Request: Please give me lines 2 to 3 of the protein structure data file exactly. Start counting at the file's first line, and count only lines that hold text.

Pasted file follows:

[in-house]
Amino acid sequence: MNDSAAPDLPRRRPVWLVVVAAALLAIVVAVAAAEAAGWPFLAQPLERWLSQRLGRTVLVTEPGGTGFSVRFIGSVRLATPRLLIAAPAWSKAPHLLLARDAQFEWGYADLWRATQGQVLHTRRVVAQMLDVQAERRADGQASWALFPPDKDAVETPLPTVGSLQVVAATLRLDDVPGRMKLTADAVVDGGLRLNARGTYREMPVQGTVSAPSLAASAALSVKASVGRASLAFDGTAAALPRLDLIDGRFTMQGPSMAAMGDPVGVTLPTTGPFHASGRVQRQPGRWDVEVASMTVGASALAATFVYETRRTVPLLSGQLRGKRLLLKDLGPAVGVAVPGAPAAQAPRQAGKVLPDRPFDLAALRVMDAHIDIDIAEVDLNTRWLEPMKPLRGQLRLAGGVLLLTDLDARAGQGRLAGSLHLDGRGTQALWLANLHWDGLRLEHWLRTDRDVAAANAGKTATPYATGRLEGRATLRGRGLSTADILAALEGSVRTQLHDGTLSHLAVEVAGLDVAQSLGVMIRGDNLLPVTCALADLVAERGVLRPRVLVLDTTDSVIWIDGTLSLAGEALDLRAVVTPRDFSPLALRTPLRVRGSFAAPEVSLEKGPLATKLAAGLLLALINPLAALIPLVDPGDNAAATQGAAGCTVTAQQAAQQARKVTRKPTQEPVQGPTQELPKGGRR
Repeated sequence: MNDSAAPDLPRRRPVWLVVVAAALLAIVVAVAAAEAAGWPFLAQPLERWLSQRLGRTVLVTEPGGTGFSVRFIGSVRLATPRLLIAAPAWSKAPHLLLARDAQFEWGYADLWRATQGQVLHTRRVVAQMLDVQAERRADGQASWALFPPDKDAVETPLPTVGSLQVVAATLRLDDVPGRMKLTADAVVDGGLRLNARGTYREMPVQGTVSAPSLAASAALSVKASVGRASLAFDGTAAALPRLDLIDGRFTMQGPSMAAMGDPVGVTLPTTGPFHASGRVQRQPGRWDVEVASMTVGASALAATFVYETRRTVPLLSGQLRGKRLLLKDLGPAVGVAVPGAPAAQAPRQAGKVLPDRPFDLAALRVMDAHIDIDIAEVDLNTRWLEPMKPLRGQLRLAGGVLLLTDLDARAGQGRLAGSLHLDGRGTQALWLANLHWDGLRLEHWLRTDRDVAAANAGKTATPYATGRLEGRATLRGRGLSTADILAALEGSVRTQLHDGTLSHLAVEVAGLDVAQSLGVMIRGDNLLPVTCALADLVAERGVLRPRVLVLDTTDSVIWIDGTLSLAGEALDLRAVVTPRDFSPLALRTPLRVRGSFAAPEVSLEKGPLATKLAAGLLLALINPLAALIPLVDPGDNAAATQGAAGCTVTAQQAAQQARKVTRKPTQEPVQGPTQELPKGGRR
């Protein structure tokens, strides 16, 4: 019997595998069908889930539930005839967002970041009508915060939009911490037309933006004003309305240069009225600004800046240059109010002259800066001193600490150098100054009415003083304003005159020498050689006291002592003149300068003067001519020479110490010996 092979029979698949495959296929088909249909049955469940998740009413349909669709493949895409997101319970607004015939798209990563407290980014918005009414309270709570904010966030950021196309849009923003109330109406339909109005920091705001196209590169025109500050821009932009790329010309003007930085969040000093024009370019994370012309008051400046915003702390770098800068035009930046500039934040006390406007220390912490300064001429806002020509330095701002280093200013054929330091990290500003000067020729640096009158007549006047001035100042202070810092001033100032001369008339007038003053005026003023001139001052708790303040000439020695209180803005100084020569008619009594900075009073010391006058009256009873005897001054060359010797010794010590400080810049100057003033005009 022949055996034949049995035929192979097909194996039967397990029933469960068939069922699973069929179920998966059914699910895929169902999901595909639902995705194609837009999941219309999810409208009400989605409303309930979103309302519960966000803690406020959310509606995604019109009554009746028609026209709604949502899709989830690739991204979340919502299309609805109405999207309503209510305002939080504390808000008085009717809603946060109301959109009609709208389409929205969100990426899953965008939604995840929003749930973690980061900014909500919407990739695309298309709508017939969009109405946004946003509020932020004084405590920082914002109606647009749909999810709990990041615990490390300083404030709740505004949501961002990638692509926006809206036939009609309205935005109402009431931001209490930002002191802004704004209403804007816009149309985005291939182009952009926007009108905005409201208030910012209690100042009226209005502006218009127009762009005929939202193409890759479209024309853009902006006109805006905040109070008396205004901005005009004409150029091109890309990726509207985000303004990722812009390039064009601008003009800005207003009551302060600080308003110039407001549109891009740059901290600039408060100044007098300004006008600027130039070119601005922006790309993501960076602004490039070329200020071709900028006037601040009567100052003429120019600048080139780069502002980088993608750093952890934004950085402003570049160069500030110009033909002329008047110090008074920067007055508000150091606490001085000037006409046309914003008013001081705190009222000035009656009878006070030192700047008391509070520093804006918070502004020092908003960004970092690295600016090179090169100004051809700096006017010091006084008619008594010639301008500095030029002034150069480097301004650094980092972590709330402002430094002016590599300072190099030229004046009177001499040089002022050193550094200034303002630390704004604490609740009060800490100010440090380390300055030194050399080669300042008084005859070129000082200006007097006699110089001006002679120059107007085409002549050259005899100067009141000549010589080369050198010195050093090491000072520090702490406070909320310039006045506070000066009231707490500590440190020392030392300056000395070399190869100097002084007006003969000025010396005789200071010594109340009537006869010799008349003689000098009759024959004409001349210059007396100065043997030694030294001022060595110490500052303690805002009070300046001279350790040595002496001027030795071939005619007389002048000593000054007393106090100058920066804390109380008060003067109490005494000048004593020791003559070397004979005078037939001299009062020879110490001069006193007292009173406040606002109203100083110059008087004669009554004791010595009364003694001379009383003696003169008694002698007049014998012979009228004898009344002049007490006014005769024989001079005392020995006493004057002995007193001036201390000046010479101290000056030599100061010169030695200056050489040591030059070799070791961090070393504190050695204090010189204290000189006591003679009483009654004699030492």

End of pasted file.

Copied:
Amino acid sequence: MNDSAAPDLPRRRPVWLVVVAAALLAIVVAVAAAEAAGWPFLAQPLERWLSQRLGRTVLVTEPGGTGFSVRFIGSVRLATPRLLIAAPAWSKAPHLLLARDAQFEWGYADLWRATQGQVLHTRRVVAQMLDVQAERRADGQASWALFPPDKDAVETPLPTVGSLQVVAATLRLDDVPGRMKLTADAVVDGGLRLNARGTYREMPVQGTVSAPSLAASAALSVKASVGRASLAFDGTAAALPRLDLIDGRFTMQGPSMAAMGDPVGVTLPTTGPFHASGRVQRQPGRWDVEVASMTVGASALAATFVYETRRTVPLLSGQLRGKRLLLKDLGPAVGVAVPGAPAAQAPRQAGKVLPDRPFDLAALRVMDAHIDIDIAEVDLNTRWLEPMKPLRGQLRLAGGVLLLTDLDARAGQGRLAGSLHLDGRGTQALWLANLHWDGLRLEHWLRTDRDVAAANAGKTATPYATGRLEGRATLRGRGLSTADILAALEGSVRTQLHDGTLSHLAVEVAGLDVAQSLGVMIRGDNLLPVTCALADLVAERGVLRPRVLVLDTTDSVIWIDGTLSLAGEALDLRAVVTPRDFSPLALRTPLRVRGSFAAPEVSLEKGPLATKLAAGLLLALINPLAALIPLVDPGDNAAATQGAAGCTVTAQQAAQQARKVTRKPTQEPVQGPTQELPKGGRR
Repeated sequence: MNDSAAPDLPRRRPVWLVVVAAALLAIVVAVAAAEAAGWPFLAQPLERWLSQRLGRTVLVTEPGGTGFSVRFIGSVRLATPRLLIAAPAWSKAPHLLLARDAQFEWGYADLWRATQGQVLHTRRVVAQMLDVQAERRADGQASWALFPPDKDAVETPLPTVGSLQVVAATLRLDDVPGRMKLTADAVVDGGLRLNARGTYREMPVQGTVSAPSLAASAALSVKASVGRASLAFDGTAAALPRLDLIDGRFTMQGPSMAAMGDPVGVTLPTTGPFHASGRVQRQPGRWDVEVASMTVGASALAATFVYETRRTVPLLSGQLRGKRLLLKDLGPAVGVAVPGAPAAQAPRQAGKVLPDRPFDLAALRVMDAHIDIDIAEVDLNTRWLEPMKPLRGQLRLAGGVLLLTDLDARAGQGRLAGSLHLDGRGTQALWLANLHWDGLRLEHWLRTDRDVAAANAGKTATPYATGRLEGRATLRGRGLSTADILAALEGSVRTQLHDGTLSHLAVEVAGLDVAQSLGVMIRGDNLLPVTCALADLVAERGVLRPRVLVLDTTDSVIWIDGTLSLAGEALDLRAVVTPRDFSPLALRTPLRVRGSFAAPEVSLEKGPLATKLAAGLLLALINPLAALIPLVDPGDNAAATQGAAGCTVTAQQAAQQARKVTRKPTQEPVQGPTQELPKGGRR